MBA fires back at FHFA head's incendiary comments

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The Mortgage Bankers Association, in a pointed response to comments from Federal Housing Finance Agency Director Mark Calabria, called on the regulator to advocate for a Federal Reserve funding facility for conforming loan servicer advances.

So far, the Fed has declined to create a funding source that Fannie Mae and Freddie Mac mortgage servicers can access to make principal and interest payments to bond holders if borrowers receive a forbearance as per the CARES Act.

As of now, only Ginnie Mae is supplying servicers with additional liquidity so they can make advances to holders of those securities when borrowers receive payment forbearances.

In an interview on Tuesday, Calabria downplayed the concerns from players in the market.

In comments made to HousingWire on Tuesday, Calabria claimed any financial stresses on nonbank servicers were not having a negative impact on the industry as a whole, just on a minority of firms. Nor should nonbank lenders expect the FHFA to bail them out, he said.

The MBA's president and chief executive, Robert Broeksmit, on Tuesday evening released a statement in reaction to Calabria's comments.

"The FHFA director's recent statements send a troubling message to borrowers, lenders, and the mortgage market," he wrote. "Since Fannie Mae and Freddie Mac will eventually reimburse mortgage servicers for the payments they must advance during forbearance, Director Calabria should advocate for the creation of a liquidity facility at the Fed to ensure the stability of the housing finance market."

It was highly unlikely that the FHFA, most likely through the government-sponsored enterprises, would offer a funding facility similar to what Ginnie Mae is doing.

As talk about the mass granting of forbearances was starting, Keefe, Bruyette & Woods analyst Bose George said Fannie Mae and Freddie Mac were not good sources to provide servicer advance funding.

If the money came from the agencies, "they would essentially have to turn around and finance it by issuing GSE debt and the market is probably not prepared to absorb that much GSE debt at a reasonable price given the current market volatility," George said.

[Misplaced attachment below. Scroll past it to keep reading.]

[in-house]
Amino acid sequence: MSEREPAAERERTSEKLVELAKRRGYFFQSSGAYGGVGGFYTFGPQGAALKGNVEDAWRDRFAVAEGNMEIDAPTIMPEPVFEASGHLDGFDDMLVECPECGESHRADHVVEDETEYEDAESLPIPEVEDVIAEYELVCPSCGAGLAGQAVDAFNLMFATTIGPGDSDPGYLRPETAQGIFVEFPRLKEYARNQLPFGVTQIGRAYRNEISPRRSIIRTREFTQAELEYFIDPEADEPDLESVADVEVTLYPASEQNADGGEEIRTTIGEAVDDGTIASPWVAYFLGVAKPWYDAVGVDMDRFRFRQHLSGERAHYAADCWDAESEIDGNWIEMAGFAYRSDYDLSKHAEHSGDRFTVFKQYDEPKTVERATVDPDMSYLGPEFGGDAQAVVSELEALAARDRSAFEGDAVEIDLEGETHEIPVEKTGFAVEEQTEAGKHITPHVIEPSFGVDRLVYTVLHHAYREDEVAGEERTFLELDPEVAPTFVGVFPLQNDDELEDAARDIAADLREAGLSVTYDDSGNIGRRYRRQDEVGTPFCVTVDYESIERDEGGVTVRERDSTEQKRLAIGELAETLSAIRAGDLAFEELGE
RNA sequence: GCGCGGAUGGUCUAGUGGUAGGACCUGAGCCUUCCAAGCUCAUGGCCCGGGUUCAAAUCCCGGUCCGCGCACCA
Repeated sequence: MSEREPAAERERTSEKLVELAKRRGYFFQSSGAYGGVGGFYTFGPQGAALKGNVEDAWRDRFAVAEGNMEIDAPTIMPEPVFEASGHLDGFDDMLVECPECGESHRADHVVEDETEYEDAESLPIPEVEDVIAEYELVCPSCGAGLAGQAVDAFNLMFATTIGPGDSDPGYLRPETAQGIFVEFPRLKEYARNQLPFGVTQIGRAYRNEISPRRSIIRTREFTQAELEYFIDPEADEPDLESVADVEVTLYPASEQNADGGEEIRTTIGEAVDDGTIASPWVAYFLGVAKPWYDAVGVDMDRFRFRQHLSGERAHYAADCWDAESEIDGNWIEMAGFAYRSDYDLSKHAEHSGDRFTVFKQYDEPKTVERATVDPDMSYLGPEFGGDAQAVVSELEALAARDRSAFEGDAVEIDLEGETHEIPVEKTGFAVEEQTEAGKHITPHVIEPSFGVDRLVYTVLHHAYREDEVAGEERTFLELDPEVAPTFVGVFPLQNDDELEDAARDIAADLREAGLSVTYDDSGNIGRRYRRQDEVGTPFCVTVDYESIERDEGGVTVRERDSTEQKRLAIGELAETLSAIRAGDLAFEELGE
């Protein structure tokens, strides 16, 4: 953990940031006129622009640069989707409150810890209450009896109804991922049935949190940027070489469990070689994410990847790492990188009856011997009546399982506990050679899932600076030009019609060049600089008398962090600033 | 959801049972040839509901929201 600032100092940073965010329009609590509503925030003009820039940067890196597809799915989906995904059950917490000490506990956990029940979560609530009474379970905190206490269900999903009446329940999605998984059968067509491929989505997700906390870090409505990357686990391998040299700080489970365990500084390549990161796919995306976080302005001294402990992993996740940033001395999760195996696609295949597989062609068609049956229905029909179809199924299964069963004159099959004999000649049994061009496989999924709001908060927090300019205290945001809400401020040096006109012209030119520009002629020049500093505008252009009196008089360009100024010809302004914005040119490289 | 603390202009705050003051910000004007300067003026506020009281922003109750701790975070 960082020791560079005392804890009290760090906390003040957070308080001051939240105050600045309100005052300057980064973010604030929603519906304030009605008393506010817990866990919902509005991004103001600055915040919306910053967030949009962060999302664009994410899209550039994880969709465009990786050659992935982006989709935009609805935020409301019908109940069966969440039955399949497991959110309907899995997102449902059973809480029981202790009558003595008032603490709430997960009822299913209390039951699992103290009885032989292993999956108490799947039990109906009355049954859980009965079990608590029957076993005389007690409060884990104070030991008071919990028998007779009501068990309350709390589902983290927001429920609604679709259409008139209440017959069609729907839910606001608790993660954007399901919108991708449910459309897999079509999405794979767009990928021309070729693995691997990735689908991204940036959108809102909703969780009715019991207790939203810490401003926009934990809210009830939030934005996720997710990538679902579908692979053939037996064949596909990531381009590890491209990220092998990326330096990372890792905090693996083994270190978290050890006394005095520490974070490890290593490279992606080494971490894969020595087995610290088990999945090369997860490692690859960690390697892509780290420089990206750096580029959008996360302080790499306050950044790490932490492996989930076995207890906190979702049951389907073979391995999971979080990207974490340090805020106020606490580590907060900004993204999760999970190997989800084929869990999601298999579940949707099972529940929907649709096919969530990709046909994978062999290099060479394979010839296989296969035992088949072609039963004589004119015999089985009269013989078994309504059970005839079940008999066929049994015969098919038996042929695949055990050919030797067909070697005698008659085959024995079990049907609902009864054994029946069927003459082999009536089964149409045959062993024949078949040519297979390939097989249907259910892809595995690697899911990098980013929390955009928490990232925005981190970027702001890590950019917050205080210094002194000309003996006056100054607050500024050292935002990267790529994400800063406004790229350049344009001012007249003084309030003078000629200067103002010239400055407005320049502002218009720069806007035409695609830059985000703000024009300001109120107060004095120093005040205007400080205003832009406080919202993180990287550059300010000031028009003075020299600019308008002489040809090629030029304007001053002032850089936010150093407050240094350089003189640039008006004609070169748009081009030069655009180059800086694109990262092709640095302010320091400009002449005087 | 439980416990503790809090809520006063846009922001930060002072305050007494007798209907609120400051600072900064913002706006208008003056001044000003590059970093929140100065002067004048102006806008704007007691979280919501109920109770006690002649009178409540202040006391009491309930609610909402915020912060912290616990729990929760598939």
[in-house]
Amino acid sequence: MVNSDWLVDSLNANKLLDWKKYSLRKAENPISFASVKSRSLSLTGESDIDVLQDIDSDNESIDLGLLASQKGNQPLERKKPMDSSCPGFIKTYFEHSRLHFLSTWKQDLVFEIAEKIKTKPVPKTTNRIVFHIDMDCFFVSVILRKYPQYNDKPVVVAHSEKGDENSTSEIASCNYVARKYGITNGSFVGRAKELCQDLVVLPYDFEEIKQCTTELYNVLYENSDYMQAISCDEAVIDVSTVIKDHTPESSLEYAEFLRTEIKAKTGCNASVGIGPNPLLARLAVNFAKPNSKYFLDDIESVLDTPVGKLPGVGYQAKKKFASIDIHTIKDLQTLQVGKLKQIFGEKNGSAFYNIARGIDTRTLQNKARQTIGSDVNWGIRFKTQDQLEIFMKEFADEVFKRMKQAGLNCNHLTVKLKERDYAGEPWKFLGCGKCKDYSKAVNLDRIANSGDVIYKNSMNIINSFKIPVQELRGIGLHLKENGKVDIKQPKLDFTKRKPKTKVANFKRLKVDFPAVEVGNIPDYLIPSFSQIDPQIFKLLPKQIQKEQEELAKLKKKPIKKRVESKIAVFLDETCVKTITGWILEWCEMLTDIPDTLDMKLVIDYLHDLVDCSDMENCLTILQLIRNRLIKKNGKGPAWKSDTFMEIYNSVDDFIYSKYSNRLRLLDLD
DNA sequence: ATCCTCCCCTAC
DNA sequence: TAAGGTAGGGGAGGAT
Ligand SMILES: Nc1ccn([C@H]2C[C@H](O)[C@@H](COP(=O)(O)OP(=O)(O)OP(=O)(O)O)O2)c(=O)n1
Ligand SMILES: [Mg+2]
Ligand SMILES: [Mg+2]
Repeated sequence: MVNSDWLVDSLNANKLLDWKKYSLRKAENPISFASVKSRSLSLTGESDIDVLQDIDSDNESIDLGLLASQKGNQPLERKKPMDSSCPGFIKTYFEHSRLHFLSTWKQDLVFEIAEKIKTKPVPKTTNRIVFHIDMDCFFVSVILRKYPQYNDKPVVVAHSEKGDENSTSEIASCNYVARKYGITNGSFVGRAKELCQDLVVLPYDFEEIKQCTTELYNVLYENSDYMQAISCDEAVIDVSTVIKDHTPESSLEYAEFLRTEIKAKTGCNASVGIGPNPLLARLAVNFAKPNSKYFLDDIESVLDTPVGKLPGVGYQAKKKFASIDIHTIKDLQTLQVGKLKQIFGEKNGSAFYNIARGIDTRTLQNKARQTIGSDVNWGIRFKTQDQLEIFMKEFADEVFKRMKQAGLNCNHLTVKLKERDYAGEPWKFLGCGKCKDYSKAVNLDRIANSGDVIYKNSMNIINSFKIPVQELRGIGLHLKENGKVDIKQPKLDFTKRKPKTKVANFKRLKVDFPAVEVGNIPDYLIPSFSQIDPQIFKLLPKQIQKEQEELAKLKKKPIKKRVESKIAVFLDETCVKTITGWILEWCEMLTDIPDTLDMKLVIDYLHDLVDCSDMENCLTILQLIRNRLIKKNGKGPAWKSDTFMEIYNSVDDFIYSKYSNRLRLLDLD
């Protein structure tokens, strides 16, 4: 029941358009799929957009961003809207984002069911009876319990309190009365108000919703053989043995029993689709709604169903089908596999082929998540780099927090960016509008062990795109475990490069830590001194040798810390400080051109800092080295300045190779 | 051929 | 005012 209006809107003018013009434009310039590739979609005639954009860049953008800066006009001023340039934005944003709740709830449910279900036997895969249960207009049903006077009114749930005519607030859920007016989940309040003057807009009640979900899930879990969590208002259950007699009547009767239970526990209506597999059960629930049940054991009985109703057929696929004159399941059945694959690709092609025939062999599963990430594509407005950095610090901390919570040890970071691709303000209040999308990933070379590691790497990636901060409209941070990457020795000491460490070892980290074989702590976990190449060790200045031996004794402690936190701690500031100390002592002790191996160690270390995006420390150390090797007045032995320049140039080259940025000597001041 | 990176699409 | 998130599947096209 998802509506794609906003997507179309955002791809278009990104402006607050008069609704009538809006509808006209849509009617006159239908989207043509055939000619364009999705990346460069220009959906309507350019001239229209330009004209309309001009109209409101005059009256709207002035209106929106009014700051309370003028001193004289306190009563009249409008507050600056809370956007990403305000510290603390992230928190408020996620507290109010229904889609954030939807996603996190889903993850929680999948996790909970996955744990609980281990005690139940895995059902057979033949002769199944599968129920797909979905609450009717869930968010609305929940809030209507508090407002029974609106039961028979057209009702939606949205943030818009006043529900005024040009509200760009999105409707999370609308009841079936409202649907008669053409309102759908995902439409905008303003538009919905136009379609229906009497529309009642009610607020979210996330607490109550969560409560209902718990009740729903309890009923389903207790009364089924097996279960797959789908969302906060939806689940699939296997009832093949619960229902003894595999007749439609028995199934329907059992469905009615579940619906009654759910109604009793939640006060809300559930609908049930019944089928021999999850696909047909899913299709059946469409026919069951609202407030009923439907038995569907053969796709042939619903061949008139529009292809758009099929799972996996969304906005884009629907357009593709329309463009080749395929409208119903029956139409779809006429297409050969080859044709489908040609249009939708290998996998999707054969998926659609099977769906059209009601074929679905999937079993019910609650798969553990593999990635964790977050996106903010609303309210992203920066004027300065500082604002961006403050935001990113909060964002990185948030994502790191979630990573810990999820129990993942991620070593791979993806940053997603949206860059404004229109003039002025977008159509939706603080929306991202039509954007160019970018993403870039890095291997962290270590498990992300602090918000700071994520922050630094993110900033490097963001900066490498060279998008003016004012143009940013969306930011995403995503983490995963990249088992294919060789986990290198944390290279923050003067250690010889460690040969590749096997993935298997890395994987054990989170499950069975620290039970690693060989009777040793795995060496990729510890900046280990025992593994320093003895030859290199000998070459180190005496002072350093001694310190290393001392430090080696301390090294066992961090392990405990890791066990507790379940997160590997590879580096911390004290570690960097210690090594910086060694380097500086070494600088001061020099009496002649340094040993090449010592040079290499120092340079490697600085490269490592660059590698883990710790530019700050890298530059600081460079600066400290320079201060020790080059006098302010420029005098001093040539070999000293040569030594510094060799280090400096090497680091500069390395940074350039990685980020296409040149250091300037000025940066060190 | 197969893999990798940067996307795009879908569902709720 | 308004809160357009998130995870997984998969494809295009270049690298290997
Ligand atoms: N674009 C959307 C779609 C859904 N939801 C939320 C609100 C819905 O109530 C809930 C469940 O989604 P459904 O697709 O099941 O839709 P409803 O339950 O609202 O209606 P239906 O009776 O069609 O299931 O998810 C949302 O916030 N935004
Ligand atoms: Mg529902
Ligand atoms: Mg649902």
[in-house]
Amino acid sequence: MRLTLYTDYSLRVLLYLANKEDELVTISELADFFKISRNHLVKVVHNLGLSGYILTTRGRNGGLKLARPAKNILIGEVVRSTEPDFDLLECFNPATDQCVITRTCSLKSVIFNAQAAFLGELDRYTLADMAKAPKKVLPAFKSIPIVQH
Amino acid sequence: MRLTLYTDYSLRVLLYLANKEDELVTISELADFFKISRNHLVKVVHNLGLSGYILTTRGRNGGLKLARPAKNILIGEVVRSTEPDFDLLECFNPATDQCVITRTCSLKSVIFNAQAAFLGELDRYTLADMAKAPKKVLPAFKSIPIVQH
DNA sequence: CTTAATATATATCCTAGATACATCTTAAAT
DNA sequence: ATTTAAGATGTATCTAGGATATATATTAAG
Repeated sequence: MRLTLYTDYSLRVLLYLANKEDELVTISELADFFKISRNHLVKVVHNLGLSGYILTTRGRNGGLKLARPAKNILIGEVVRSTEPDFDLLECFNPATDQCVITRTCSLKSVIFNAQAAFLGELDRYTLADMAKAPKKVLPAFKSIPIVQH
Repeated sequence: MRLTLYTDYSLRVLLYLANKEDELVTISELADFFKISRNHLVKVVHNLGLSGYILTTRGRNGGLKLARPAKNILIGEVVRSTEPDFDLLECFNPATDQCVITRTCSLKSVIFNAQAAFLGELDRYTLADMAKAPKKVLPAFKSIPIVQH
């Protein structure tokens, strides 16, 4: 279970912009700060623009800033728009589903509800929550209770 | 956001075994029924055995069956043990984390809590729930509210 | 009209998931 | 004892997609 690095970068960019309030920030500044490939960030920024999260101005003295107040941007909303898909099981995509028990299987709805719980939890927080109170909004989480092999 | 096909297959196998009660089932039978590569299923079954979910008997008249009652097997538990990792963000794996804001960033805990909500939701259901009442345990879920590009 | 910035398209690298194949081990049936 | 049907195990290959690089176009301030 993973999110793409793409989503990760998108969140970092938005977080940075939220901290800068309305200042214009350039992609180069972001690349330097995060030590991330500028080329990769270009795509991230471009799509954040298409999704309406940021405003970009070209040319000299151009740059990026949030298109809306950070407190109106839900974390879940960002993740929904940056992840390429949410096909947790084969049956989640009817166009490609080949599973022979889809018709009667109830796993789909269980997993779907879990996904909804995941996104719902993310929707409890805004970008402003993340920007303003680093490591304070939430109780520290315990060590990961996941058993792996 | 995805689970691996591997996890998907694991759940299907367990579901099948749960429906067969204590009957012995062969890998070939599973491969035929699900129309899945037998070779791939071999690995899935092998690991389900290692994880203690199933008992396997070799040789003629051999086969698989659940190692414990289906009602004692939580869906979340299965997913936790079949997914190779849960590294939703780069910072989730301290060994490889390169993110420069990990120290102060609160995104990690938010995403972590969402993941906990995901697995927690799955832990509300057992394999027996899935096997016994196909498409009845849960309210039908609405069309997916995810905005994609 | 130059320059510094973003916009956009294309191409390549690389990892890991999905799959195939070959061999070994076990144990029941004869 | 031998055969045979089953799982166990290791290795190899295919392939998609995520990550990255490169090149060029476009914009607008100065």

George reiterated his position in a report issued Wednesday morning, but added that a Fed funding facility was "unlikely to happen until the GSEs start seeing a meaningful increase in forbearance activity."

But the money to support the government's forbearance program will have to come from somewhere, if not the GSEs, the MBA said.

"The director's unwillingness to offer support from Fannie Mae and Freddie Mac for the very firms that he and Congress asked to execute his agency's forbearance plan only reinforces why the Federal Reserve and U.S. Treasury must create a financing program to help residential and commercial/multifamily mortgage servicers who will have to provide unprecedented levels of mortgage payment forbearance," Broeksmit said.

Calabria also made comments regarding the transfer of servicing rights to larger companies from smaller ones that might be struggling because of the advances that the MBA had a harsh reaction to.

"We also strongly disagree with his characterization of the customer experience as it relates to the size of a mortgage servicer," Broeksmit wrote. "Millions of Americans are well-served by their local independent mortgage bank, community bank, or credit union, and many chose to obtain their mortgage from those institutions for that precise reason. In the director's own words, 'Fannie and Freddie were created to provide small lenders, community banks, and credit unions with access to the market.' We urge the director to follow that principle in responding to this crisis."

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